No More Doms

No More Doms

DOMS is an acronym for delayed onset muscle soreness. This is the discomfort that sometimes follows our workouts but usually dissipates after 72 hours. As a young guy new to lifting I used to believe that unless I had the lingering effects from my previous workout I hadn't reaped the rewards. I wasn't getting bigger. I wasn't getting stronger. The workout was probably just a function of going through the paces.

Since those earlier days of lifting I have found that I now appreciate the pain-free condition post-workout. What has attributed to the change? Are my workouts less beneficial than my younger days when I could barely straighten my elbows after a biceps workout or cringed every time I walked downstairs after a heavy leg day?

Absolutely not. In fact my workouts are better than they've ever been. And here's why.

  1. I listen more closely to my body. We are designed and built to maintain a biological balance called homeostasis. Think of your body temperature, your pH, your electrolyte balance etc and you'll see evidence of this balance. When we train we are trying to disrupt this balance to elicit a response. There is a threshold we can flirt with but don't want to exceed where we can still extract benefits from training. The more in tune we are with our bodies we will learn what this threshold is, how close we can some to it and when to back off. Ignoring what your body is trying to tell you will result in consequences to compensate for this disruption. I don't mean for everyone to now back way off in their training, do nothing strenuous or with intensity. I'm saying that if you are experiencing physical discomfort after your workouts you may want want to dial it down a notch and see what happens.

  2. I take more time to warm-up. As a young guy in the gym a warm-up use to involve doing a few presses with no weight on the bar, putting a dowel across the shoulders for some trunk rotations and a few flyes across the chest. And this was if I had time to warm-up! If I was rushed I went straight into the first working set. Since those early days I'll do a short general warm-up on the bike, followed by some tennis ball rolls, a dynamic warm-up, ankle mobilizations, wall slides, plate chops and leg swings. If everything is feeling good I'll ease into my first warm-up sets. If not then there will be some more attention to whatever areas need it. The first exercise we'll do may involve 2-4 sets with less than working loads to building up to the working sets.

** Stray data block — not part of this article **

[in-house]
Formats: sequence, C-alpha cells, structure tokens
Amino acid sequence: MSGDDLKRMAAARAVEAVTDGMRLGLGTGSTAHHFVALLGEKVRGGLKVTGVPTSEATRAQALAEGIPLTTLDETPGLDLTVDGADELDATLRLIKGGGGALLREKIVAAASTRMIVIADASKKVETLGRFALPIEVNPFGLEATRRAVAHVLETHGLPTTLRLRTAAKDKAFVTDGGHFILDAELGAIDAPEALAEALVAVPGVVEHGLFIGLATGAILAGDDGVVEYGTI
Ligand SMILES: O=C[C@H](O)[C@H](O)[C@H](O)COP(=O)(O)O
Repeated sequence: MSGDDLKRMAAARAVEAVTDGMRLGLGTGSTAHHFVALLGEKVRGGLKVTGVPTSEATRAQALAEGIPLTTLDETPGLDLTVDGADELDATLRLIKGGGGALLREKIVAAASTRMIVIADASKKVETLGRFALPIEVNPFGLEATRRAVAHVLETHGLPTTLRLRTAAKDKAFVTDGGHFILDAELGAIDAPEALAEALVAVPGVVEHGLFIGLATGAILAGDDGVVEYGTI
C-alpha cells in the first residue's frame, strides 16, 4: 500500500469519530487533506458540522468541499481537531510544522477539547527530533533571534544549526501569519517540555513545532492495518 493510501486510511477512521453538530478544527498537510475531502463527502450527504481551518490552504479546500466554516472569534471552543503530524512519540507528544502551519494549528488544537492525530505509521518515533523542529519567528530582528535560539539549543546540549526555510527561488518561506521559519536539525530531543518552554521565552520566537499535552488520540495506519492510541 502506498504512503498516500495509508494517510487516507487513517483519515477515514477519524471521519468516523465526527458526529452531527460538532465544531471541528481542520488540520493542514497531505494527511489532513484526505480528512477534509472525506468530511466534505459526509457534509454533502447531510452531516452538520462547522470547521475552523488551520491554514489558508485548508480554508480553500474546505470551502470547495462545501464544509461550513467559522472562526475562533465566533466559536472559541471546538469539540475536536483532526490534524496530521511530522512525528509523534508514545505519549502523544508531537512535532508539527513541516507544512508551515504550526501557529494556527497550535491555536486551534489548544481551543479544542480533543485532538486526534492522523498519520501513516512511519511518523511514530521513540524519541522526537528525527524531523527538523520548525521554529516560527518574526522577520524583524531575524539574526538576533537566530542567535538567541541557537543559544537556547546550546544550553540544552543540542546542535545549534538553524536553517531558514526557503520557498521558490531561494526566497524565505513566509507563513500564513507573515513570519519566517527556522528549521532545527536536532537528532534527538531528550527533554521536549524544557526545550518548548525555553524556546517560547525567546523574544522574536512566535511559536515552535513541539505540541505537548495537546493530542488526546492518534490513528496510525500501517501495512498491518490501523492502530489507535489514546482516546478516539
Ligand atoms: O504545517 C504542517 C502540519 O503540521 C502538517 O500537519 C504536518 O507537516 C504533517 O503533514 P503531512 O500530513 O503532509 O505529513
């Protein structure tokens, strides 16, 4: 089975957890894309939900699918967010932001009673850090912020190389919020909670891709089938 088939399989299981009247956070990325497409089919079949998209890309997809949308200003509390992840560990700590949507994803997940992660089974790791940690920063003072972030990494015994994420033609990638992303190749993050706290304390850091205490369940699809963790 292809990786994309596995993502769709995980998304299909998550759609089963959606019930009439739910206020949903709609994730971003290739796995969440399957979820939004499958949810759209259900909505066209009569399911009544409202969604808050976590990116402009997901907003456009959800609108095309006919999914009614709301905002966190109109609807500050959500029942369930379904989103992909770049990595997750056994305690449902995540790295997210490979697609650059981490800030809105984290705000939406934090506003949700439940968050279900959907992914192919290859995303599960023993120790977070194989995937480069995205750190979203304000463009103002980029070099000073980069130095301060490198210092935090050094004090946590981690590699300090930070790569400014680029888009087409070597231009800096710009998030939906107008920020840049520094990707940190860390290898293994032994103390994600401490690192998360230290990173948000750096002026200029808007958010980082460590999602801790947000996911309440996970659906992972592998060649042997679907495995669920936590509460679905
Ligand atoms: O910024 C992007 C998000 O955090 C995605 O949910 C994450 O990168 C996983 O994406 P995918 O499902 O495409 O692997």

3. I balance out my training. There are certain keys I try and include in any program I design. I want to include ground-based, multi joint exercises that are multi-planar. Rather than simply design a traditional split such as a "chest day" or a "leg day" I'll split the training up as hip or knee dominant days. See the difference? One is based around exercises the other is based around movements. Which one transfers more closely to real life and sport? To take it one step further I'll look to make sure the movements are balanced in terms of planes. If one movement is a vertical press the next one will be horizontal to balance this out. Now imagine the stress placed on the shoulder if everytime I do a pressing motion I press in one plane only? We're going to see a lot of overload, repetitive strain and potential injury down the line.

  4. I make sure to do some auxiliary work. Many of us have tight hips. Many as well have restricted shoulder mobility. Our cores are usually strong in one plane, or two, but weak in the third. Our trunks tend to be quite good at flexing but not as good at extending. One day a week I'll spend an entire workout addressing each of these tendencies. It's surprising how great the body feels after a session addressing all of these common deficiencies.

This is just a quick start on what you can do to make your workouts less straining and actually extract gains sooner. With respect to my own workouts I am as strong in some of my lifts as I've ever been. Deadlifting 405 lbs for reps used to have me stiff and sore for days. Not I'm good to go the next day. Gone are the days of no pain no gain. Instead think of it as no pain all gain.

Have a great weekend.